The No. 2 Republican in the Senate, John Cornyn of Texas, assured journalist Meredith Shiner in an interview
that no one should doubt the GOP's "commitment" to healing racial divisions even as he said there was no need for Congress to revisit the Voting Rights Act.
Well, I think the Voting Rights Act was a seminal victory for our country and a great healing moment. But there are some who want to continue to drive divisions and create phony narratives.
Right. All those phony narratives about Voter ID laws
being passed mostly by Republican lawmakers in more than 30 states
As of February 2015, 31 states enforced voter identification requirements. A total of 16 states required voters to present photo identification while 15 accepted other forms of identification.
But forget about all that—this is just a brilliant marketing ploy by the Obama administration, says Cornyn.
I think Eric Holder and this administration have trumped up and created an issue where there really isn’t one. For example, the attorney general sued my state for requiring a voter ID, saying somehow that suppressed minority votes, when you can get one for free. And the Supreme Court has passed, in an opinion by John Paul Stevens, who is not exactly a conservative, that this is a reasonable way of protecting the integrity of the ballot and it doesn’t unduly burden the ability of minority voters to cast a ballot. [Editor's note: Justice Stevens has said his judgment was specific to the case and “should not be taken as authority that voter ID laws are always OK.”].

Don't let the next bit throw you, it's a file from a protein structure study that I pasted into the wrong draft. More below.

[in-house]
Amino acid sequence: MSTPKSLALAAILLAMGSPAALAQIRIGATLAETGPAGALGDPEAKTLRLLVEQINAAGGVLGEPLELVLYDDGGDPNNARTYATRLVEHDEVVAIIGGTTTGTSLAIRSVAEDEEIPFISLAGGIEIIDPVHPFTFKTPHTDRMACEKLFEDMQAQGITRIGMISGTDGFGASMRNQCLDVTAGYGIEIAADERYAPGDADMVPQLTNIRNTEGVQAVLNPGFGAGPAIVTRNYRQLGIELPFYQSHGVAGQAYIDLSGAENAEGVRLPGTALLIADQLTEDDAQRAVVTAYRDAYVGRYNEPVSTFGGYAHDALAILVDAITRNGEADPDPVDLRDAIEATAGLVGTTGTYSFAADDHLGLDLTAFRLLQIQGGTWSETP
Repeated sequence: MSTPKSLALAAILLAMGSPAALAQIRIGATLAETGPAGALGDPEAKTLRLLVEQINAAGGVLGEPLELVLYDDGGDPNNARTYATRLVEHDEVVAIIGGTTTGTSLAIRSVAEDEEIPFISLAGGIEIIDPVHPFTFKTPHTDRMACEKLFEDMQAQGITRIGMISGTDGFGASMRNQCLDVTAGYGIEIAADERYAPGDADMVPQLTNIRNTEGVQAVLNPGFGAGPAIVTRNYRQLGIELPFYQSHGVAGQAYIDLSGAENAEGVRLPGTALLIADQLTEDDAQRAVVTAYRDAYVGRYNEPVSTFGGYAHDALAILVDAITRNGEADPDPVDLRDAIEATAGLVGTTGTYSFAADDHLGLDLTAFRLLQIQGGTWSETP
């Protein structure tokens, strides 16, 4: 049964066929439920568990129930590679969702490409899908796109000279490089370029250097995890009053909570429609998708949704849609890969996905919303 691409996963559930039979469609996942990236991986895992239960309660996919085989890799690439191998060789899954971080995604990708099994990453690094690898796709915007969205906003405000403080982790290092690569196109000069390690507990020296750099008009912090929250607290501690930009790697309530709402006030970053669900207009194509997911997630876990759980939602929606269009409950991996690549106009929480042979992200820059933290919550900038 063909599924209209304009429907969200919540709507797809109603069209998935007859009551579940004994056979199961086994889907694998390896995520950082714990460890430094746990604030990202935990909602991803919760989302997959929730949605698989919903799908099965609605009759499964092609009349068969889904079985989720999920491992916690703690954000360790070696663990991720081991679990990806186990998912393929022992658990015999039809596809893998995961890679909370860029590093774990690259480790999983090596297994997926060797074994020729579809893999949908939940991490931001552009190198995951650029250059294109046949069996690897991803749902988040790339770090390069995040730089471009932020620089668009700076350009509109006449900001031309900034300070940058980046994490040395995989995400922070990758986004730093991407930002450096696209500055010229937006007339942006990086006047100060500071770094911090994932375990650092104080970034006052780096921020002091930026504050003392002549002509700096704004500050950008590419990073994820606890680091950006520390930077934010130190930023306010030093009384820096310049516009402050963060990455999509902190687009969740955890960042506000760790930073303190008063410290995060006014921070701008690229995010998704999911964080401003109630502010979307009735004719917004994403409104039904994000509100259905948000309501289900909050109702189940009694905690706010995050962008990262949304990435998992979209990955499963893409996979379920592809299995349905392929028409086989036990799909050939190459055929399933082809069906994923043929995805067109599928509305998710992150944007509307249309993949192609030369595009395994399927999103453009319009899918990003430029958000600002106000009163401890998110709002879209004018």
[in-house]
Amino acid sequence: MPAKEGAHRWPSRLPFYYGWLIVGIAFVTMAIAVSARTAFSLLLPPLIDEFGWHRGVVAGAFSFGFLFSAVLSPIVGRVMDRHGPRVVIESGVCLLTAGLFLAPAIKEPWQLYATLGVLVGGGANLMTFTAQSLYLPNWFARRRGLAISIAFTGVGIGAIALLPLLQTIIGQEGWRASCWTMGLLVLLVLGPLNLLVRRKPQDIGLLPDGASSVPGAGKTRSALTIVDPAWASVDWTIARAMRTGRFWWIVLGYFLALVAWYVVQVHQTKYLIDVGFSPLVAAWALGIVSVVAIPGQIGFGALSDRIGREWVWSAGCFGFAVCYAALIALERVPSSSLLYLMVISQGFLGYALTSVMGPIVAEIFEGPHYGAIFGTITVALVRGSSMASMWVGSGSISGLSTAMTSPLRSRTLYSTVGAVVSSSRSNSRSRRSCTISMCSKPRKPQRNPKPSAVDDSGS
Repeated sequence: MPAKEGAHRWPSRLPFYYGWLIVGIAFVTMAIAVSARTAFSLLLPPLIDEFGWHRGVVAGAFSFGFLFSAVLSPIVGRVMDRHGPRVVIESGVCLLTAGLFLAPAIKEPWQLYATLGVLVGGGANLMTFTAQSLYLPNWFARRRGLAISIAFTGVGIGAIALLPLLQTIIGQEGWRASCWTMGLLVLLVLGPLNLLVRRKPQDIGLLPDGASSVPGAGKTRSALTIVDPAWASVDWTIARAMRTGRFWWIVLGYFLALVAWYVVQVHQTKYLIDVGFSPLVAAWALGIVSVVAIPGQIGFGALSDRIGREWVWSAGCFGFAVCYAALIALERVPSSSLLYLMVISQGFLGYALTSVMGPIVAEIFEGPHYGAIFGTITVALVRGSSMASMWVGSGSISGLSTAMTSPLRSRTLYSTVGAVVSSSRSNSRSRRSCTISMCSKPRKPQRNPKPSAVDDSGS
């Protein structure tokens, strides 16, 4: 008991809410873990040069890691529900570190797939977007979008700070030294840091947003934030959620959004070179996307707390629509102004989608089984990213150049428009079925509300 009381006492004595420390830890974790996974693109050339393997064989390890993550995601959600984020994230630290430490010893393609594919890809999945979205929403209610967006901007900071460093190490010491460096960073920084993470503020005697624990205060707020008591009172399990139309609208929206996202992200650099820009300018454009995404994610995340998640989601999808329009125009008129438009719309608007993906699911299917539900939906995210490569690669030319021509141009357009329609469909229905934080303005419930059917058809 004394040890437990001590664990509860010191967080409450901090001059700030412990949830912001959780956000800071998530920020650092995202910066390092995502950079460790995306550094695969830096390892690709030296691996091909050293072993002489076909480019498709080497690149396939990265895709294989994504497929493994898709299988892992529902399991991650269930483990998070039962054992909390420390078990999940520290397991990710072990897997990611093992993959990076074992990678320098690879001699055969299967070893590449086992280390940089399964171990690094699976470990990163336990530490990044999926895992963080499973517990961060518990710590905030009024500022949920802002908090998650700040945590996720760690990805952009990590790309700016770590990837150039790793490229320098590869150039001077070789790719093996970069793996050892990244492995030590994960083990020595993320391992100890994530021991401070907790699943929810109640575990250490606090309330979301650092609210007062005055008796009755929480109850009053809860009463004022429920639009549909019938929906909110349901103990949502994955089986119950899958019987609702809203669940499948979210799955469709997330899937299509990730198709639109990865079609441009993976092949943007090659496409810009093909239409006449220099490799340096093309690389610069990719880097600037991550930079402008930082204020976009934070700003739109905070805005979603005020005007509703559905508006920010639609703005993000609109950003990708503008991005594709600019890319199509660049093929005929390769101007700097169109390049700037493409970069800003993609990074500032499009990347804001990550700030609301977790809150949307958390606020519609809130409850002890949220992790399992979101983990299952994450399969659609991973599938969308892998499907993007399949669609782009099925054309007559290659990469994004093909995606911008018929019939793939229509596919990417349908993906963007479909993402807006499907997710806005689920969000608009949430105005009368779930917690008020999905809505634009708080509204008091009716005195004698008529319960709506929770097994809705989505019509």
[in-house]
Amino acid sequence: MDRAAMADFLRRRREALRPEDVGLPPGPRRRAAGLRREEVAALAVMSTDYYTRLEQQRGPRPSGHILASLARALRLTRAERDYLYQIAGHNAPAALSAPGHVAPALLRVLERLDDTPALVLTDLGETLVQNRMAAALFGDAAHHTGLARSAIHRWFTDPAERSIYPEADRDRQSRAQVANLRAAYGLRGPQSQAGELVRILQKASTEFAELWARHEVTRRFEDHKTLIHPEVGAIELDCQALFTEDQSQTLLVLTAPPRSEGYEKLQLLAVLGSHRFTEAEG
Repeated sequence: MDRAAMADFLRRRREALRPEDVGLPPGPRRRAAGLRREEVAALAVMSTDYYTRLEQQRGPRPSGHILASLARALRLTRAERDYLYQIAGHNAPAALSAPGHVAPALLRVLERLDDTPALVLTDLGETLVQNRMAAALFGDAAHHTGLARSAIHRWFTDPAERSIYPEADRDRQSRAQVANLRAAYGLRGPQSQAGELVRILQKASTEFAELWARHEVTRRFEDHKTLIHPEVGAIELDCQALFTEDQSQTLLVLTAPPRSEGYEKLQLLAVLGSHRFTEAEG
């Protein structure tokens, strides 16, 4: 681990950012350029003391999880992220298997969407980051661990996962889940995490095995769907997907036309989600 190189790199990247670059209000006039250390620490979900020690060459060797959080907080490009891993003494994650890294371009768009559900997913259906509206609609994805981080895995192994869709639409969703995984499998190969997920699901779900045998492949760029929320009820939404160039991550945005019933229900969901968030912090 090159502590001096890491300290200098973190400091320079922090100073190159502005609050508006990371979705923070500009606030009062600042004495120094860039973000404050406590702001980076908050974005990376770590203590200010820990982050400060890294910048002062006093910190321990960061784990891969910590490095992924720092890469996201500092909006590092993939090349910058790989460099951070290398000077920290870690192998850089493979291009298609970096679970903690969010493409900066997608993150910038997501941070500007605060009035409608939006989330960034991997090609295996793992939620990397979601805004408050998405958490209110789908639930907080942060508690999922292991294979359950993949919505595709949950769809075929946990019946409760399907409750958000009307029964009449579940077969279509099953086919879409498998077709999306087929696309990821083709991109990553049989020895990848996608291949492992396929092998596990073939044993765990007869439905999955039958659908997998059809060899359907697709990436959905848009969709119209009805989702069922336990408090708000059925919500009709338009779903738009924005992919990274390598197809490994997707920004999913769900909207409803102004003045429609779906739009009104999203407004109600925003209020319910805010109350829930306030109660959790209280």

So a lot of this is, I think, theatrics, to try to create division where there isn’t [any].
That's unfortunate, says Cornyn, who goes on to blame the nation's racial divisions on Obama and his team.
That, to me, is one of the shames of … the first African-American president of the United States. You would think this would be a great time of national pride and great national healing, but unfortunately, this president has tried to use his bully pulpit and his presidency to try to cause division, and that’s a shame.
Wait a minute, a second ago there wasn't an issue. But now there is … and it's Obama's fault!
So should Congress fix the Voting Rights Act?
Oh, okay. The Voting Rights Act is perfect just the way it is after the Supreme Court gutted it last year
. The problem is just with President Obama and Attorney General Holder, except for when there isn't a problem (i.e. any time that would require Congress to act).